Dr. Frederick Harper, Extension Horse Specialist, University of Tennessee
Fall leaf color’s signal that “old-man winter” is just around the corner. And, it is time to make sure that your horse is ready for winter. While the weather is still nice, check your horse’s winter housing. If your horse will have access to a run-in shed, it should be cleaned out now. Remove old bedding and manure,
and re-bed the shed with 4-8 inches of fresh bedding. Check the drainage to be sure that water will not run into the shed.
Make sure there are no loose boards or nails in the shed. Horses are active and prone to injuries. The run-in shed also should be adequate for the number of horses, allow at least 80 square feet per horse.
If you plan to put your horse in a stall if the weather gets bad, clean it out and make necessary repairs to remove any risks. After the horse’s housing is in tip-top shape, check your horse, which should also be in tip-top condition before winter.
The horse should have an adequate amount of body fat to insulate against winter’s cold
wind, rain and snow. You can use a visual-hands-on system to evaluate body condition. Body Condition score (BCS) your horse from 1 (emaciated) to 9 (very fat) before winter. Your horse should have at least a BCS of 5, which means you cannot see the ribs but can feel them if you run your fingers over the rib cage applying slight pressure.
Horses add body fat from front to rear and top to bottom. Evaluate their necks, withers, covering over their rib cages and croups, and around their tailheads for deposition of fat.
It is really important that you feel your horses in winter due to their heavier winter
haircoat. Often, one cannot accurately evaluate a horse’s body condition by only visual appraisal. It is important to body condition score your horse each month in winter.
If your horse is less than a 5 body condition score, you need to increase its energy intake to improve body condition. You can increase a horse’s BCS by a point, from 4.5-5.5, in 30 days by feeding more grain and hay. If your winters are colder, you may want to increase your horse’s body condition score to a 6 to 7. There is no need for it to be an 8 or 9.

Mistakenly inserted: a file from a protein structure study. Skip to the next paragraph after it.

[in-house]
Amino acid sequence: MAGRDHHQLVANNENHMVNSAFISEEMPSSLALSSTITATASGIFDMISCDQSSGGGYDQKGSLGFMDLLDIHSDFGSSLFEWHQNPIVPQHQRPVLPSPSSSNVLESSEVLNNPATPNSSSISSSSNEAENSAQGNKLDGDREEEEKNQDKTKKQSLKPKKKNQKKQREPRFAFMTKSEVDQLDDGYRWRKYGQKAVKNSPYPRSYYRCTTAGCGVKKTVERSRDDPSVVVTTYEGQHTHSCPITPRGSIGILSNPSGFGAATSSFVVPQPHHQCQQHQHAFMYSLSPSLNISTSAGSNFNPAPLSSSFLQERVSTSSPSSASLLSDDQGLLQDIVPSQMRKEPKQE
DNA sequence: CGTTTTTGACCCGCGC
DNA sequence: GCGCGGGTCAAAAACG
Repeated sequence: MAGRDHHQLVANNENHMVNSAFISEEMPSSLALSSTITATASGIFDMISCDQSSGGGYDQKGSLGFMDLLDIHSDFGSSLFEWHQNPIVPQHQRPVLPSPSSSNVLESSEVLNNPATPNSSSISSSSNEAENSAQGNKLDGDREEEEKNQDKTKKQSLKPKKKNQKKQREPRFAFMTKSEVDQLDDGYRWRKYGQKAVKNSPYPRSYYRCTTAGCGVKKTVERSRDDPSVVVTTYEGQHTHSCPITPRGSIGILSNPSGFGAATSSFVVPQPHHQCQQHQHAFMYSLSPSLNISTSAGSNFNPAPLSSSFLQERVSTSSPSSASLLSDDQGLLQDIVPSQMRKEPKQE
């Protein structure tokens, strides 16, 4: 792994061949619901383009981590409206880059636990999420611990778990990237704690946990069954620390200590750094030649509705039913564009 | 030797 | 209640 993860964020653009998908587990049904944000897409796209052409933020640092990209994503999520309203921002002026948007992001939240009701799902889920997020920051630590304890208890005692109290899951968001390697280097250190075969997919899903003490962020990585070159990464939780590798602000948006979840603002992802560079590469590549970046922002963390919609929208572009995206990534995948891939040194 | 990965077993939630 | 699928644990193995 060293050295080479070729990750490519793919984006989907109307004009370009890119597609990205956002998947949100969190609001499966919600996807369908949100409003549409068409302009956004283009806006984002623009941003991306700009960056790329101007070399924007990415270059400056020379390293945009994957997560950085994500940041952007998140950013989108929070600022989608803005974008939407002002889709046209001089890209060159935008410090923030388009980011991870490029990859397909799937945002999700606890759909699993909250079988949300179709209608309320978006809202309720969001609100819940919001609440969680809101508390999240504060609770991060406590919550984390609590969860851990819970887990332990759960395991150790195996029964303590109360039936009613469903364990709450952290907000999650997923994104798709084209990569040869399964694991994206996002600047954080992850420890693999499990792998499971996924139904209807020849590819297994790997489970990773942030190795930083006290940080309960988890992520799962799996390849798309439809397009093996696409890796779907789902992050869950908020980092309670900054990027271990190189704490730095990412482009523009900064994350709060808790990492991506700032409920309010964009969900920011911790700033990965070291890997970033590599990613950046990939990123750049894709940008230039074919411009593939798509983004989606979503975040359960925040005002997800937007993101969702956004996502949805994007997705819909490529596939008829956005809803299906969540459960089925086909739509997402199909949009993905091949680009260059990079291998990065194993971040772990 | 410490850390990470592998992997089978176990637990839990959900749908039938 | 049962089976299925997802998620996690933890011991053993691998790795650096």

But, body condition is not the only consideration. Your horse also should be on a scheduled deworming program. Horses need to be dewormed every other month with
ivermectin, every 90 days with moxidectin or every month with other dewormers.
Although you probably vaccinated your horse in the spring, make sure it has been
immunized against tetanus. Horses often get undetected cuts in the winter that are an ideal environment for the tetanus microorganism.
Now is a good time to have your horse’s teeth checked. It is advisable to remove sharp points on molars before feeding winter hay.
It is advisable to remove your horse’s shoes if it will not be ridden in the winter. Loose shoes can cause serious injuries. Make sure the horse’s hooves are properly trimmed. And do not forget to have them trimmed periodically during winter.
Do not turn horses out, even for a short time, with a halter on either. Injuries happen all to often when a horse catches a halter on a fence post or tree limb.
Reprinted with permission from University of Tennessee Animal Science Department